Background: Coffee is important source of natural antioxidants in the diet, such as phenolic compounds, alkaloids, mainly caffeine, diterpenes (cafestol and kahweol) and Maillard reaction products formed during roasting.
Methods: In aqueous and methanolic extracts of coffee (Coffea arabica L.) roasted using traditional techniques from Brazil (B), Colombia (C), Ethiopia (E), Kenya (K) and coffee roasted using an industrial technique from Brazil (T), the phenolic and caffeine content as well as antioxidant properties were determined.
Results: Comparing the results from water and methanolic extracts it should be noted that the highest amount of phenolics was determined for a methanolic extract of coffee roasted using the industrial technique (650.96 mg GAE/g DW) and a water extract of Kenya coffee (461.63 mg GAE/g DW). Caffeine content was on average two times higher in all methanolic extracts than in water extracts. The radical scavenging activity of aqueous extracts was found to be higher than methanolic extracts. The highest antioxidant scavenging activity was determined for C (EC50 = 1.16 mg DW/ml) and E (EC50 = 1.3 mg DW/ml) water extracts. Compared to water extracts methanolic extracts showed significantly higher reducing power, ability to chelate Fe2+, inhibition of linoleic acid peroxidation and inhibition of lipoxygenase.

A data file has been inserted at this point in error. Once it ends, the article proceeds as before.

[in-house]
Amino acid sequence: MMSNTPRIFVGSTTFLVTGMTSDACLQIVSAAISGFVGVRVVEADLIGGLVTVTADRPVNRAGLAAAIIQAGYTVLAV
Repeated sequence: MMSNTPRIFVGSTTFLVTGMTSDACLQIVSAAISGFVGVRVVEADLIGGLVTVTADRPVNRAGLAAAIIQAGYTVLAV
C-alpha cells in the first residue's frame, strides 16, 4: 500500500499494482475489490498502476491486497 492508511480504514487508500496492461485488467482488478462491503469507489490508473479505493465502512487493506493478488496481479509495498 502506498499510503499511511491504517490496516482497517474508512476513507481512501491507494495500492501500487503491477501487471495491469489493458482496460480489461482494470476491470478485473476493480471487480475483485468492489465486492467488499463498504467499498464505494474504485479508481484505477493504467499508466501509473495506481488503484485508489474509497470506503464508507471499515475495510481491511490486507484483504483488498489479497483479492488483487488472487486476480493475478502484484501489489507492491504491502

Conclusions: This study demonstrated that the methanolic extracts obtained from different types of coffee exhibit potential anti-inflammatory and antioxidant properties. The highest antioxidant activity was shown by traditionally roasted coffees from Colombia and Ethiopia.
Keywords: antioxidant activity; coffee; coffee roasting; phenolic compounds.